Kevin's most recent piece was entitled Skill Shortages, Ethics, and Innovative Thinking and he makes a number of good points, but I thought the most important were those that focused on "ethics."
While we at ExecuNet are not recruiters, we certainly are up to our ears in the "staffing space" as they call it or on an even broader basis, up to our ears in the "career management" space. As a company we have been running around both arenas for 18 years come January. On a personal level, I have been running around both for more than 40 years. Over that time I have come to notice a couple of things about the world in which I find myself from both a personal and a business perspective:
- There is much that comes under the heading of "subjective." Ethics are subjective. As we know all too well from our Peanuts reading days, "Happiness is different things to different people." It can become horribly hair-splitting. Translation: A lawyer’s paradise.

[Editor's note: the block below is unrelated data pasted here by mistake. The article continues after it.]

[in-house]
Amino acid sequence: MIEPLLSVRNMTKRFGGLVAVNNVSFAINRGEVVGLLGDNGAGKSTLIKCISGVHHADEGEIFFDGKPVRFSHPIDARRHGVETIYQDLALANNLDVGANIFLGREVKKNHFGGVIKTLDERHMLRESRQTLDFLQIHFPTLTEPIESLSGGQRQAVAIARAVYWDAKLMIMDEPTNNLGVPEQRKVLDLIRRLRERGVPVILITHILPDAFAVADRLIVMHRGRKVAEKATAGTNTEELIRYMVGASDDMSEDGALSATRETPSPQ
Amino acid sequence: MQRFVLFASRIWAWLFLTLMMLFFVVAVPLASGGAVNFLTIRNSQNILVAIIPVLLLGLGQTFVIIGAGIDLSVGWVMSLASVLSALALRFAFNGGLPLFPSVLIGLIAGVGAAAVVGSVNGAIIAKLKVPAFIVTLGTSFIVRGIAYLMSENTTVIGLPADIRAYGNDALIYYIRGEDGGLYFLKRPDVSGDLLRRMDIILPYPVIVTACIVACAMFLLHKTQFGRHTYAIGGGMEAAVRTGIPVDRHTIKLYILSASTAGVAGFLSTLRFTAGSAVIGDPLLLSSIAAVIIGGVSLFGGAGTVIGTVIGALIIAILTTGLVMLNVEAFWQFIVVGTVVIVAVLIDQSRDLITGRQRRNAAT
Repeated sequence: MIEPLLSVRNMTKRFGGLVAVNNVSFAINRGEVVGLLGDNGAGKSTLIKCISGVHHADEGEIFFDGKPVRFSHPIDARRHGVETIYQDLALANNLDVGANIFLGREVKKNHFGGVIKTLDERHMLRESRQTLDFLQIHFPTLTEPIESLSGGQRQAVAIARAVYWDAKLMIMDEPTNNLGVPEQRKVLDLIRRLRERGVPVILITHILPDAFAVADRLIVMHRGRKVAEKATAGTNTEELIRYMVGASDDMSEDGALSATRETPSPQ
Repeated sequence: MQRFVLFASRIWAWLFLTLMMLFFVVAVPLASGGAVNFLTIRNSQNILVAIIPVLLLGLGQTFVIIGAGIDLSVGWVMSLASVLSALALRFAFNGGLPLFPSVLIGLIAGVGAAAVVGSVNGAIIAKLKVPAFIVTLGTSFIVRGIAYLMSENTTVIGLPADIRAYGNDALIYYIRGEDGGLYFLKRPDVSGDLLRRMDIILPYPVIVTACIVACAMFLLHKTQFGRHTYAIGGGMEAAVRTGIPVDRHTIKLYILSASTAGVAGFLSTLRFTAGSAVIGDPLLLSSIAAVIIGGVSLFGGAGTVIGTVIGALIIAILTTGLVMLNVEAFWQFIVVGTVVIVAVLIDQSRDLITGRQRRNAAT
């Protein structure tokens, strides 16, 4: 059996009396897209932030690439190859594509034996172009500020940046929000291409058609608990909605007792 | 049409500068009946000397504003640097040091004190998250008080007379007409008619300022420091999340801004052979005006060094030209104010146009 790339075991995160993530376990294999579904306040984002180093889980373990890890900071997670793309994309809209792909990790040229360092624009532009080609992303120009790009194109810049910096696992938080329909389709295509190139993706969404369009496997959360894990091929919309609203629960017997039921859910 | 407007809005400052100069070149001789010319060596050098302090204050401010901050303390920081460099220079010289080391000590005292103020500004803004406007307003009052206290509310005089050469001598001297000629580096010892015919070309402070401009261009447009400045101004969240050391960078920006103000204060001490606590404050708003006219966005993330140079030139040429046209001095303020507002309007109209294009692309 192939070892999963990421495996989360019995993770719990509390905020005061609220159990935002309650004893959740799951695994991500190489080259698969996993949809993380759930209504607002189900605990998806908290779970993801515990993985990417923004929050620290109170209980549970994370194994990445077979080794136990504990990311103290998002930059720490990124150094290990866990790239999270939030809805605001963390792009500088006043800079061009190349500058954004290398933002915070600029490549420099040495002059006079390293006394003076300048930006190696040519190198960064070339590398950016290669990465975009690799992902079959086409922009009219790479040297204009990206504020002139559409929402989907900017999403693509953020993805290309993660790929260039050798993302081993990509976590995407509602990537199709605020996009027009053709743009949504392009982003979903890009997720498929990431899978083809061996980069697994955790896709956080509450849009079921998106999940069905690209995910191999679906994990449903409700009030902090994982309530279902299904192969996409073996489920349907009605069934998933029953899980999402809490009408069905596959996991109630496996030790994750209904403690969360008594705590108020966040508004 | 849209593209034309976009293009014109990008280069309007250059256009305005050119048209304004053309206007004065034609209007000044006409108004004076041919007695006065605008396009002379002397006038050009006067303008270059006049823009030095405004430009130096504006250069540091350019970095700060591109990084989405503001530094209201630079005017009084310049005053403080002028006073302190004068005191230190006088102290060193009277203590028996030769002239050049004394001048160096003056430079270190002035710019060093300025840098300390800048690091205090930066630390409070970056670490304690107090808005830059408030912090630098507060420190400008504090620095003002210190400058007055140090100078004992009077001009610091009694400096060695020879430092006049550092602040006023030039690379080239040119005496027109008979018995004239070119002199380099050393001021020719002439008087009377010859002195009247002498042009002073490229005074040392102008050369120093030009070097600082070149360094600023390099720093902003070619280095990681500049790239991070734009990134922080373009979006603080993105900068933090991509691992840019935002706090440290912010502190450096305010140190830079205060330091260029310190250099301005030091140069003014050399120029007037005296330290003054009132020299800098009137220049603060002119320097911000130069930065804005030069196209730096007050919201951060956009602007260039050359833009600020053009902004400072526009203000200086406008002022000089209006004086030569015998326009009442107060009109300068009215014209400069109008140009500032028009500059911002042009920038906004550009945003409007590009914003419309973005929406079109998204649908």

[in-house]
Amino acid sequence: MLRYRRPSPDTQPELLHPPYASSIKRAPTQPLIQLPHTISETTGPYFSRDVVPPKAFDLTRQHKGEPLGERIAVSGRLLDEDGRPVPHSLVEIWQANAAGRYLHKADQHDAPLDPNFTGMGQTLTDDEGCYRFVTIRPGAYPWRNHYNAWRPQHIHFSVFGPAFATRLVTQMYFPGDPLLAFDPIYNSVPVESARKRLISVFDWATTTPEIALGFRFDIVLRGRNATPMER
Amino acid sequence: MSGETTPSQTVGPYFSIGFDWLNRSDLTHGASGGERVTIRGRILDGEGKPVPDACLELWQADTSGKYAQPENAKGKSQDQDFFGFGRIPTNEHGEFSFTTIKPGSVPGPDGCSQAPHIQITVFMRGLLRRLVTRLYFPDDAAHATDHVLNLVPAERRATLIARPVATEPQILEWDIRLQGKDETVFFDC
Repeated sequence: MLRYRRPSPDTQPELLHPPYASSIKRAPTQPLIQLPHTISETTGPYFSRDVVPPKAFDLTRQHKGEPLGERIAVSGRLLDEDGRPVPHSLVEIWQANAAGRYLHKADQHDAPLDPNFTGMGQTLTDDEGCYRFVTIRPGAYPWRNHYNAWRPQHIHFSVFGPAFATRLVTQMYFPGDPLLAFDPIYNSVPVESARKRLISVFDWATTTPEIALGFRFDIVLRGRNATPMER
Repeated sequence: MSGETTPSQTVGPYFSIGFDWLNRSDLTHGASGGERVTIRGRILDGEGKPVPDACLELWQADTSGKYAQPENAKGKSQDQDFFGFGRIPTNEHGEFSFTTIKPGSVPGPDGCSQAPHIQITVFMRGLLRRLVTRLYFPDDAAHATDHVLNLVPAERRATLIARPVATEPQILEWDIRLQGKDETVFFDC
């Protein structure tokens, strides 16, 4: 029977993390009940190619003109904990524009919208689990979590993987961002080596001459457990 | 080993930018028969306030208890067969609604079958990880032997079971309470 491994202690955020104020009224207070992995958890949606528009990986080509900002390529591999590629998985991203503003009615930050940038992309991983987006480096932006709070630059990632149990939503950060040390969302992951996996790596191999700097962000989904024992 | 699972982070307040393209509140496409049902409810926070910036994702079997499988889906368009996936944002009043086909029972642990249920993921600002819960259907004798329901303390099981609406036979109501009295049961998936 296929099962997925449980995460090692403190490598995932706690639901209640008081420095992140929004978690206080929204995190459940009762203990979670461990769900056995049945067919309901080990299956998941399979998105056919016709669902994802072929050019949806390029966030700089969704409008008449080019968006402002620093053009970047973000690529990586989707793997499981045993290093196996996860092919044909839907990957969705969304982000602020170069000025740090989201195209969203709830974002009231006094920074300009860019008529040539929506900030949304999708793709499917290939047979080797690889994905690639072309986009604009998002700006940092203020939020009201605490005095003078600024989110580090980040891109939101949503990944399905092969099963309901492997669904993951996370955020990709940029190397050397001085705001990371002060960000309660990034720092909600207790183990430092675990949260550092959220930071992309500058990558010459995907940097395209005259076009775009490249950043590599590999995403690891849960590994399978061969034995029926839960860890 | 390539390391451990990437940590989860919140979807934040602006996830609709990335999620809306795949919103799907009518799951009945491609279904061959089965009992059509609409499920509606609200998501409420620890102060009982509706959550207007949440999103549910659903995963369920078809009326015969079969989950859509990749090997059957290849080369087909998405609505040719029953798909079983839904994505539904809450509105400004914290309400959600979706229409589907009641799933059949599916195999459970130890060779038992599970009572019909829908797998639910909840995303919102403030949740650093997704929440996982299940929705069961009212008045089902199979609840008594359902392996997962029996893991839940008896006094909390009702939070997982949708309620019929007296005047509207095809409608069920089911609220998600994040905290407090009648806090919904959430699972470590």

- While I can respect everyone's right to define things that are subjective for themselves, the fact of the matter is that if it is subjective, we not only have the right to define it for ourselves, but we have no alternative unless we want to sit back and let someone else dictate the "values" we bring to our lives and hence to our livelihoods.
- Both the people and the businesses that I feel have been the most successful and most respected are those that haven't seem to need anyone to define ethics or values. They came with them, built in, because of what they were brought up to believe was "right" and "fair." And they didn't need much more to guide them other than that line that goes something like "Do unto others...."
- It has also been my observation that if and when you run into people or businesses whose mantra is more Gordon Geko-like, I walk away and smile to myself thinking of another line I recall hearing somewhere: "Time wounds all heels."